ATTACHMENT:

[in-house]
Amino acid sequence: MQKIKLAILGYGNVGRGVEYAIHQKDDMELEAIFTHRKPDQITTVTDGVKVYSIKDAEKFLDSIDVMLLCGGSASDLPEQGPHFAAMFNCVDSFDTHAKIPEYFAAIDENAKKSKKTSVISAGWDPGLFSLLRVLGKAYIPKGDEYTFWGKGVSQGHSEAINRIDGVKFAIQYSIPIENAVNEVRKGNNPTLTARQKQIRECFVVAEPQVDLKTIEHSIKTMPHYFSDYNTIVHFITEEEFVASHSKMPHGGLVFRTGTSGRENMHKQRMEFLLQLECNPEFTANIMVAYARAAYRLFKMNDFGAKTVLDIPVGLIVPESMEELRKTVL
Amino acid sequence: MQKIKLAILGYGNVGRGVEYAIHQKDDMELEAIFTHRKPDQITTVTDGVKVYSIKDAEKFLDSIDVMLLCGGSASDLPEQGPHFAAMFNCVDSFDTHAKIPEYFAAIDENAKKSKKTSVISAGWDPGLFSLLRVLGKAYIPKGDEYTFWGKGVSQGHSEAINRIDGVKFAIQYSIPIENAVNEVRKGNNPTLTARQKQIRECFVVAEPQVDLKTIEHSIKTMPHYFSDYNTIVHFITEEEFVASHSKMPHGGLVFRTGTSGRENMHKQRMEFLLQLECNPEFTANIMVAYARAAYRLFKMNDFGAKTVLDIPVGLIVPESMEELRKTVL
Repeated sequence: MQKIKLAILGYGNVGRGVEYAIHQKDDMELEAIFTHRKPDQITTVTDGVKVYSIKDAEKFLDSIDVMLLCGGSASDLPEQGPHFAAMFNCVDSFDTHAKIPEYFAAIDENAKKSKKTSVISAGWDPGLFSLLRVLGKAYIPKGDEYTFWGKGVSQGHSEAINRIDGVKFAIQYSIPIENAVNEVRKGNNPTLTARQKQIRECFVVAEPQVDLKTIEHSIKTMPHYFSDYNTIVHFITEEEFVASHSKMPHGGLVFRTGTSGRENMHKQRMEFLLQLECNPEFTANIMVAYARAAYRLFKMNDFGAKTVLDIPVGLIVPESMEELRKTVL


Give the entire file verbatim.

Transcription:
[in-house]
Amino acid sequence: MQKIKLAILGYGNVGRGVEYAIHQKDDMELEAIFTHRKPDQITTVTDGVKVYSIKDAEKFLDSIDVMLLCGGSASDLPEQGPHFAAMFNCVDSFDTHAKIPEYFAAIDENAKKSKKTSVISAGWDPGLFSLLRVLGKAYIPKGDEYTFWGKGVSQGHSEAINRIDGVKFAIQYSIPIENAVNEVRKGNNPTLTARQKQIRECFVVAEPQVDLKTIEHSIKTMPHYFSDYNTIVHFITEEEFVASHSKMPHGGLVFRTGTSGRENMHKQRMEFLLQLECNPEFTANIMVAYARAAYRLFKMNDFGAKTVLDIPVGLIVPESMEELRKTVL
Amino acid sequence: MQKIKLAILGYGNVGRGVEYAIHQKDDMELEAIFTHRKPDQITTVTDGVKVYSIKDAEKFLDSIDVMLLCGGSASDLPEQGPHFAAMFNCVDSFDTHAKIPEYFAAIDENAKKSKKTSVISAGWDPGLFSLLRVLGKAYIPKGDEYTFWGKGVSQGHSEAINRIDGVKFAIQYSIPIENAVNEVRKGNNPTLTARQKQIRECFVVAEPQVDLKTIEHSIKTMPHYFSDYNTIVHFITEEEFVASHSKMPHGGLVFRTGTSGRENMHKQRMEFLLQLECNPEFTANIMVAYARAAYRLFKMNDFGAKTVLDIPVGLIVPESMEELRKTVL
Repeated sequence: MQKIKLAILGYGNVGRGVEYAIHQKDDMELEAIFTHRKPDQITTVTDGVKVYSIKDAEKFLDSIDVMLLCGGSASDLPEQGPHFAAMFNCVDSFDTHAKIPEYFAAIDENAKKSKKTSVISAGWDPGLFSLLRVLGKAYIPKGDEYTFWGKGVSQGHSEAINRIDGVKFAIQYSIPIENAVNEVRKGNNPTLTARQKQIRECFVVAEPQVDLKTIEHSIKTMPHYFSDYNTIVHFITEEEFVASHSKMPHGGLVFRTGTSGRENMHKQRMEFLLQLECNPEFTANIMVAYARAAYRLFKMNDFGAKTVLDIPVGLIVPESMEELRKTVL